The Environmental Defence Society Inc. [“EDS”] was registered as a charity with the Charities Commission on 18 May 2007 (Reg. No. CC10297).
Its Society’s Rules (amended on 6 May 2003) were first filed with the Charities Commission on 3 November 2011, and the “ojectives” were approved by the Charities Commission Registration Team as constituting “charitable purposes” under the Charities Act 2005. The Rules are available on the Charities Commission website (www.charities.govt.nz)
Section 2 of the ESA Rules – The Objectives – include:
2. (a) “To exercise the Society’s rights under the Resource Management Act 1991 or under any other applicable laws currently in force in New Zealand including (but without limitation) the right to make submissions, lodge appeals (including appeals on a question of law), apply to become a heritage protection authority or apply for a water conservation order; give notice of its intention to appear and call evidence at proceedings, apply for judicial review, apply for declarations or enforcement orders, or exercise any rights or objection.”
The term “charitable purpose”, as it occurs in the Charities Act 2005, would appear to have been interpreted in this case by the Charities Commission, as applicable to all the political-environmental advocacy activities engaged in by EDS ….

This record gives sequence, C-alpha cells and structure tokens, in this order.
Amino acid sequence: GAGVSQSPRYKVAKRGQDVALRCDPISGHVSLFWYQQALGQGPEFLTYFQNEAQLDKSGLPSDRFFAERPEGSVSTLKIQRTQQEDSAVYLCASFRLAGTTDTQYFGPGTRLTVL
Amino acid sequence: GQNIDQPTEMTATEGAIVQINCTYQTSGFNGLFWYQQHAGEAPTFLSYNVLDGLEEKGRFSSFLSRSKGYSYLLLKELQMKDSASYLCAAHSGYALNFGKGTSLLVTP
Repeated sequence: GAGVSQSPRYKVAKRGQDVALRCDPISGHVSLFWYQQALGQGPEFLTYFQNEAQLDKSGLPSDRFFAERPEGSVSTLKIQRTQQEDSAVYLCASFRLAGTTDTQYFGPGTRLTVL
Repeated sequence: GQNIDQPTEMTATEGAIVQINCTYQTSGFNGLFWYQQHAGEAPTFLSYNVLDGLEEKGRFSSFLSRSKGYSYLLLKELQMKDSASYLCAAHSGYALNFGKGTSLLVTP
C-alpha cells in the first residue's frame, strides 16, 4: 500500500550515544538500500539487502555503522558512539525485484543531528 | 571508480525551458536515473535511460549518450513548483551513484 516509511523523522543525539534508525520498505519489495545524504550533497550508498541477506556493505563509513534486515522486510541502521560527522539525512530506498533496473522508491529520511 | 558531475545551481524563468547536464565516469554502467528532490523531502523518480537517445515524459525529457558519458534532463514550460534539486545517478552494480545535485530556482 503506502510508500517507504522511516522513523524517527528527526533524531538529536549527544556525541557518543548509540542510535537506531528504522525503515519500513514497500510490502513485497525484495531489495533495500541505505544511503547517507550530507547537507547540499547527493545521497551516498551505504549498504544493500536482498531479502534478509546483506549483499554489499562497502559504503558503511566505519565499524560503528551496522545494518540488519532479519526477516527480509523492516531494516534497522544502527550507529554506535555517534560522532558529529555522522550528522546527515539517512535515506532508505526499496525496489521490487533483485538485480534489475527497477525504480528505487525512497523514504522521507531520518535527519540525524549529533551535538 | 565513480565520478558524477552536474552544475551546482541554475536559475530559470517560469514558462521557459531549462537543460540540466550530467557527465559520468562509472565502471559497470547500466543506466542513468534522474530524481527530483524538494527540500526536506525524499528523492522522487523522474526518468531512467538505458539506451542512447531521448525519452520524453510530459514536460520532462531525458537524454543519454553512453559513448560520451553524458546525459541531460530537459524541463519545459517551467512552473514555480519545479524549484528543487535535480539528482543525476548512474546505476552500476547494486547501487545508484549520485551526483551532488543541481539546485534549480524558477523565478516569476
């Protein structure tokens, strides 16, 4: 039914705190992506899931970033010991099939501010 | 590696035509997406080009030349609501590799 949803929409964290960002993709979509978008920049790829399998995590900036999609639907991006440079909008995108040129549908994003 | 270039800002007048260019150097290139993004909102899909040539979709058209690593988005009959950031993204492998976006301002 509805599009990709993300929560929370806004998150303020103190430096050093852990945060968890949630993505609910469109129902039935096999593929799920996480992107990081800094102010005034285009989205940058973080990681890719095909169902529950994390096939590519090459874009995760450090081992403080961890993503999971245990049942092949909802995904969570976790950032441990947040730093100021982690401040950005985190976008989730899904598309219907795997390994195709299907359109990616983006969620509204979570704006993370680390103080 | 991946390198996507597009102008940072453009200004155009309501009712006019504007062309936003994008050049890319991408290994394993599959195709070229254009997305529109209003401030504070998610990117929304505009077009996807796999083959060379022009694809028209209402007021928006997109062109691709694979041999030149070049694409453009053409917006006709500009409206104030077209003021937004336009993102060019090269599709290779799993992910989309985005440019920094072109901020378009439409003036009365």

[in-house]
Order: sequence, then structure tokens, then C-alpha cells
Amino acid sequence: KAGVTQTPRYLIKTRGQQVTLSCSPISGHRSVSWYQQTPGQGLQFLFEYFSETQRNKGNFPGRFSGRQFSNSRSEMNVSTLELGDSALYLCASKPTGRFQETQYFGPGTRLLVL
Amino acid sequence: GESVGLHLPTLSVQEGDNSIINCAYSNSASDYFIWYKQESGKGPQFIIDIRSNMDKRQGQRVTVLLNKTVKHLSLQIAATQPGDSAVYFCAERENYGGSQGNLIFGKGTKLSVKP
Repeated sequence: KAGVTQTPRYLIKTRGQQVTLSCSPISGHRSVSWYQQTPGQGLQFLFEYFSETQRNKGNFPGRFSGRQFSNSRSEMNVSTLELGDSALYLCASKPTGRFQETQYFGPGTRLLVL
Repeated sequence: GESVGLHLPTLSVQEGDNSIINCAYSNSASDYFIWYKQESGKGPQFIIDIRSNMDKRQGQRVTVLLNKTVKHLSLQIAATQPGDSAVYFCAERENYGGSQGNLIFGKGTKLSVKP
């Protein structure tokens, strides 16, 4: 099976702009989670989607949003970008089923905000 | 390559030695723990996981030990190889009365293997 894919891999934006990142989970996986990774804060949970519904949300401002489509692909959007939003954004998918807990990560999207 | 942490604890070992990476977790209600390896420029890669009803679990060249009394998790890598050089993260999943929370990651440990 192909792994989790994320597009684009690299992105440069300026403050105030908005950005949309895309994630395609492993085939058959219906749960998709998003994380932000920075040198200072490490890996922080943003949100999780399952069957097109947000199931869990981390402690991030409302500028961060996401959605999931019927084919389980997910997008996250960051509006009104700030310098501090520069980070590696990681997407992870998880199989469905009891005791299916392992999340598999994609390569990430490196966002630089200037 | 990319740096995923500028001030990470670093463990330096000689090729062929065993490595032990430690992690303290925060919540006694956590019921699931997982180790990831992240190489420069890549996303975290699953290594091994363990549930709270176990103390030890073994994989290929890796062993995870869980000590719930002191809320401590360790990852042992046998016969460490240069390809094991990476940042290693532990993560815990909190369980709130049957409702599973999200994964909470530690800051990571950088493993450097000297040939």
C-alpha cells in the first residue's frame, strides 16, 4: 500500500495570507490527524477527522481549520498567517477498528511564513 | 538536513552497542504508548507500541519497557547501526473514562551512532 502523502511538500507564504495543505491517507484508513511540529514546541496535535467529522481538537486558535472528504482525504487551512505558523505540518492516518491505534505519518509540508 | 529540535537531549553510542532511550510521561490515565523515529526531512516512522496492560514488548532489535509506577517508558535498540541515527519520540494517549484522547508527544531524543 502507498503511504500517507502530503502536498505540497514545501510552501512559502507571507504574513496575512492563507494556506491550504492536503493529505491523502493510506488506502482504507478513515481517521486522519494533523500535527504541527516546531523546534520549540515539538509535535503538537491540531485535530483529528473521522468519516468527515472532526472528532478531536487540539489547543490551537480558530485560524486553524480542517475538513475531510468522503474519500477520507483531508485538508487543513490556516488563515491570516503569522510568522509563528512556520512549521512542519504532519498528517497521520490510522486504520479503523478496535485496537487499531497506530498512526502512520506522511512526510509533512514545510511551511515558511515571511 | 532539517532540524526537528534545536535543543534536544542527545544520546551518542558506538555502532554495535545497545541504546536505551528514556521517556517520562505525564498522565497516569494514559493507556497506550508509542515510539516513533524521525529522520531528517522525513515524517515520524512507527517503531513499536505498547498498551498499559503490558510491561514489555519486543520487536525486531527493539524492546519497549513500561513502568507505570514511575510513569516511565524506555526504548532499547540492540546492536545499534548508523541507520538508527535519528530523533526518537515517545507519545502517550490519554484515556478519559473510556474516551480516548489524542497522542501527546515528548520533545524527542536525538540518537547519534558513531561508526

… including supporting enforcement agencies to uphold such [envoronmental] standards as set out in law and encourag[ing] constructive debate and discussion in this area.
S. 2(c) empowers the charity EDS to exercise rights under applicable law to lodge appeals at all levels of the NZ Judicial System (Law Court and Tribunals), act in the quasi-judicial role of an envornmental authority, and exercise rights or objections to decisions issued by government agencies.
It is somewhat puzzling that a charitable entity such as EDS which received $144,7123 in government grants in the financial ended 31 March 2011, excists to “exercise its rights” to take legal action over the actions or lack of action of government agencies and/or its officers, and engage in such litigation as a registered charity. However, the wisdom of the Charities Commission, to grant charity status to EDS, given the nature of its objective, is no doubt sound and well-grounded.
EDS arguably engages in a level of “political advocacy” when it seeks to have the law changed or upheld on environmental protection matters. Its officers, some of whom are “contracted consultants” working for EDS, would no dobt see themselves as engaged in the “charitable purpose” of “advocating for the New Zealand environment” when it came to involvement in costly litigation. EDS spent $59,058 in “litigation supprt” in the financial year ended 31 March 2010.
EDS funded six full-time and three part-time “contracted consultants” in 2010/11 at a cost of $364,731. Its total income of $555,191 included $144,736 obtained from government grants, and $114,500 from other grants and sponsorship. Its total expenditure was $583,180.